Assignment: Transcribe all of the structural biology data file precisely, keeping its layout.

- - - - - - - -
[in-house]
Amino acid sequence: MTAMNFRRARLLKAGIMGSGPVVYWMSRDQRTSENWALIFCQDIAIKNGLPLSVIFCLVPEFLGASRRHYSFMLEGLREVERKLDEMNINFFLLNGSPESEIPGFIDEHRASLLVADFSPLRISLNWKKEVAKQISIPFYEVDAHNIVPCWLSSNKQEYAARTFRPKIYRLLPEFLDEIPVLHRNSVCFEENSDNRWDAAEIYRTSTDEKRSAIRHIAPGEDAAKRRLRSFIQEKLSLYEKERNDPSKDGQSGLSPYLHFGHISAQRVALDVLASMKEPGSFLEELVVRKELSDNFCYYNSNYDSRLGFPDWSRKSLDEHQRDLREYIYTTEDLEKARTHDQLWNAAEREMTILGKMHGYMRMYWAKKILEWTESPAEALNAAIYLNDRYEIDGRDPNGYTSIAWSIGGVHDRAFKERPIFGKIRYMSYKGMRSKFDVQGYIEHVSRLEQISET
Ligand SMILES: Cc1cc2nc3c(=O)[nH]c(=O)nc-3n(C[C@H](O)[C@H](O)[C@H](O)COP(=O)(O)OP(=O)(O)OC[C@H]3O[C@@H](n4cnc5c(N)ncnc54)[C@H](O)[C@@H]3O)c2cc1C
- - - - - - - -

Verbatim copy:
[in-house]
Amino acid sequence: MTAMNFRRARLLKAGIMGSGPVVYWMSRDQRTSENWALIFCQDIAIKNGLPLSVIFCLVPEFLGASRRHYSFMLEGLREVERKLDEMNINFFLLNGSPESEIPGFIDEHRASLLVADFSPLRISLNWKKEVAKQISIPFYEVDAHNIVPCWLSSNKQEYAARTFRPKIYRLLPEFLDEIPVLHRNSVCFEENSDNRWDAAEIYRTSTDEKRSAIRHIAPGEDAAKRRLRSFIQEKLSLYEKERNDPSKDGQSGLSPYLHFGHISAQRVALDVLASMKEPGSFLEELVVRKELSDNFCYYNSNYDSRLGFPDWSRKSLDEHQRDLREYIYTTEDLEKARTHDQLWNAAEREMTILGKMHGYMRMYWAKKILEWTESPAEALNAAIYLNDRYEIDGRDPNGYTSIAWSIGGVHDRAFKERPIFGKIRYMSYKGMRSKFDVQGYIEHVSRLEQISET
Ligand SMILES: Cc1cc2nc3c(=O)[nH]c(=O)nc-3n(C[C@H](O)[C@H](O)[C@H](O)COP(=O)(O)OP(=O)(O)OC[C@H]3O[C@@H](n4cnc5c(N)ncnc54)[C@H](O)[C@@H]3O)c2cc1C